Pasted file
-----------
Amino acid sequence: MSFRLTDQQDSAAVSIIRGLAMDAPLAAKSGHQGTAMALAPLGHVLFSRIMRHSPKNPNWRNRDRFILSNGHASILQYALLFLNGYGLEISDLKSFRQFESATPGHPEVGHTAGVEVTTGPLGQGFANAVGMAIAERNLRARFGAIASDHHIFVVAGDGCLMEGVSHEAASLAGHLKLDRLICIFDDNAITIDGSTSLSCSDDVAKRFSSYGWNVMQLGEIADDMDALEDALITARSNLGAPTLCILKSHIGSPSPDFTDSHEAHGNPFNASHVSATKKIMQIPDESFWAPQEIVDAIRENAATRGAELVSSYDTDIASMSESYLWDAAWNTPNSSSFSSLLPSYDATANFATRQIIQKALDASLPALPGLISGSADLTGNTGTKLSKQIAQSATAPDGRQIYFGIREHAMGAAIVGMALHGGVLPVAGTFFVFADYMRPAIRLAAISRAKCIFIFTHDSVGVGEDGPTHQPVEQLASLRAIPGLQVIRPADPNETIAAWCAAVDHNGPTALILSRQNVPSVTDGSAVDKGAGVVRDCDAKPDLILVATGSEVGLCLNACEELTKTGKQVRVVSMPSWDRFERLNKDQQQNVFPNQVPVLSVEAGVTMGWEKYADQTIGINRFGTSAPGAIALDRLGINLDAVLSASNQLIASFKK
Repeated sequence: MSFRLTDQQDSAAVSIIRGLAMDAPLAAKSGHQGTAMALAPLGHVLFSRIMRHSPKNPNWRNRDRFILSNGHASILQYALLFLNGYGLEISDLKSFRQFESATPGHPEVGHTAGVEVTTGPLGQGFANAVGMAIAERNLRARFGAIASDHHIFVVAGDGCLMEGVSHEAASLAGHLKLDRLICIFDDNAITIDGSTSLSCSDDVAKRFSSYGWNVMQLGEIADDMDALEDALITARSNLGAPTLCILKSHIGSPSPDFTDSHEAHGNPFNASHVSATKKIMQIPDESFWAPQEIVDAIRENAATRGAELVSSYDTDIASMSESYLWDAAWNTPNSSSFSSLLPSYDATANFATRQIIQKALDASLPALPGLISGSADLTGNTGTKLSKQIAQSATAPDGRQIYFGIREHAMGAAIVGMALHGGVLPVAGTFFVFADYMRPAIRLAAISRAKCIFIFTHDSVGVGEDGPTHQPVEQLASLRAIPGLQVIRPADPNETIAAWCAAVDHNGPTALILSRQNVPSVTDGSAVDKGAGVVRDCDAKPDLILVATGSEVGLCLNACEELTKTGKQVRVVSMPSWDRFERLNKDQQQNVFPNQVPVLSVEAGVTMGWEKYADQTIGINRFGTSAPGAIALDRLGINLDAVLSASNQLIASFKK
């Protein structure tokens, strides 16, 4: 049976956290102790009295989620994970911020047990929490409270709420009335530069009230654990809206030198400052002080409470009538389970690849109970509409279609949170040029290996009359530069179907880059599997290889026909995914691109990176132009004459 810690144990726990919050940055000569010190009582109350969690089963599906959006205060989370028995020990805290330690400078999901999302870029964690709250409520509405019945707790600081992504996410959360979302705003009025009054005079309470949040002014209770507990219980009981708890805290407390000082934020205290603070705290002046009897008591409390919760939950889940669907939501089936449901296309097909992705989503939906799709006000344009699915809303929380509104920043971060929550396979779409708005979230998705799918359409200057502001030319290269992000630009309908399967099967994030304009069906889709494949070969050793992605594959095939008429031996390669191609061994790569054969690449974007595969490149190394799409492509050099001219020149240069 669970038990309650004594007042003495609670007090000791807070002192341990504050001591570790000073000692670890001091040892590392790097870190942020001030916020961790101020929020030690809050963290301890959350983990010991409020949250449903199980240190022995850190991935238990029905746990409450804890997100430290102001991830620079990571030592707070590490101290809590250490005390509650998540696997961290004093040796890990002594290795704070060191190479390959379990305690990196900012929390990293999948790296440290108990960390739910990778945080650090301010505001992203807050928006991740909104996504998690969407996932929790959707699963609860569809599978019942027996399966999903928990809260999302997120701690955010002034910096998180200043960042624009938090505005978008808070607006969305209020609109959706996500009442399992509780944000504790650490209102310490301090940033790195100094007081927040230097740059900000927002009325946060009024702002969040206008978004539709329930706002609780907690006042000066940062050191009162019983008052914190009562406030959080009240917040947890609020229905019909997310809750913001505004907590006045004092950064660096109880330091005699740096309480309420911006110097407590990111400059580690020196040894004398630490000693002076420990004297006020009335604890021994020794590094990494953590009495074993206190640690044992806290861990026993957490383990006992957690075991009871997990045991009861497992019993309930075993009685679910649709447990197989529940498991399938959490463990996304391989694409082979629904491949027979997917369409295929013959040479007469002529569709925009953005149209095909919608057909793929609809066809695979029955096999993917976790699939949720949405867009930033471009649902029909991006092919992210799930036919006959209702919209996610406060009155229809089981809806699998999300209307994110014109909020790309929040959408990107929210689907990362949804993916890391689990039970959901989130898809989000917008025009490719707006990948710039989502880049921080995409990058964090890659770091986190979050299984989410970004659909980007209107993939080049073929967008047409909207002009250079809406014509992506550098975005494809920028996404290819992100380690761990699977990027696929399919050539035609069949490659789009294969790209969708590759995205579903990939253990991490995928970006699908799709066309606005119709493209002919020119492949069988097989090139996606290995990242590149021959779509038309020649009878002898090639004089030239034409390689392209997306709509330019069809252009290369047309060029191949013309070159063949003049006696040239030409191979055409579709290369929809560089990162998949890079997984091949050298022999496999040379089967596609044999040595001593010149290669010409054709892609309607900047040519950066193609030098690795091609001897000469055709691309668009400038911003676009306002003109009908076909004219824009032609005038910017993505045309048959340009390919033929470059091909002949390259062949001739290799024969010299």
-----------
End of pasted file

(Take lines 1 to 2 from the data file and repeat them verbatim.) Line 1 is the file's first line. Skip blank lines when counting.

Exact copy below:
Amino acid sequence: MSFRLTDQQDSAAVSIIRGLAMDAPLAAKSGHQGTAMALAPLGHVLFSRIMRHSPKNPNWRNRDRFILSNGHASILQYALLFLNGYGLEISDLKSFRQFESATPGHPEVGHTAGVEVTTGPLGQGFANAVGMAIAERNLRARFGAIASDHHIFVVAGDGCLMEGVSHEAASLAGHLKLDRLICIFDDNAITIDGSTSLSCSDDVAKRFSSYGWNVMQLGEIADDMDALEDALITARSNLGAPTLCILKSHIGSPSPDFTDSHEAHGNPFNASHVSATKKIMQIPDESFWAPQEIVDAIRENAATRGAELVSSYDTDIASMSESYLWDAAWNTPNSSSFSSLLPSYDATANFATRQIIQKALDASLPALPGLISGSADLTGNTGTKLSKQIAQSATAPDGRQIYFGIREHAMGAAIVGMALHGGVLPVAGTFFVFADYMRPAIRLAAISRAKCIFIFTHDSVGVGEDGPTHQPVEQLASLRAIPGLQVIRPADPNETIAAWCAAVDHNGPTALILSRQNVPSVTDGSAVDKGAGVVRDCDAKPDLILVATGSEVGLCLNACEELTKTGKQVRVVSMPSWDRFERLNKDQQQNVFPNQVPVLSVEAGVTMGWEKYADQTIGINRFGTSAPGAIALDRLGINLDAVLSASNQLIASFKK
Repeated sequence: MSFRLTDQQDSAAVSIIRGLAMDAPLAAKSGHQGTAMALAPLGHVLFSRIMRHSPKNPNWRNRDRFILSNGHASILQYALLFLNGYGLEISDLKSFRQFESATPGHPEVGHTAGVEVTTGPLGQGFANAVGMAIAERNLRARFGAIASDHHIFVVAGDGCLMEGVSHEAASLAGHLKLDRLICIFDDNAITIDGSTSLSCSDDVAKRFSSYGWNVMQLGEIADDMDALEDALITARSNLGAPTLCILKSHIGSPSPDFTDSHEAHGNPFNASHVSATKKIMQIPDESFWAPQEIVDAIRENAATRGAELVSSYDTDIASMSESYLWDAAWNTPNSSSFSSLLPSYDATANFATRQIIQKALDASLPALPGLISGSADLTGNTGTKLSKQIAQSATAPDGRQIYFGIREHAMGAAIVGMALHGGVLPVAGTFFVFADYMRPAIRLAAISRAKCIFIFTHDSVGVGEDGPTHQPVEQLASLRAIPGLQVIRPADPNETIAAWCAAVDHNGPTALILSRQNVPSVTDGSAVDKGAGVVRDCDAKPDLILVATGSEVGLCLNACEELTKTGKQVRVVSMPSWDRFERLNKDQQQNVFPNQVPVLSVEAGVTMGWEKYADQTIGINRFGTSAPGAIALDRLGINLDAVLSASNQLIASFKK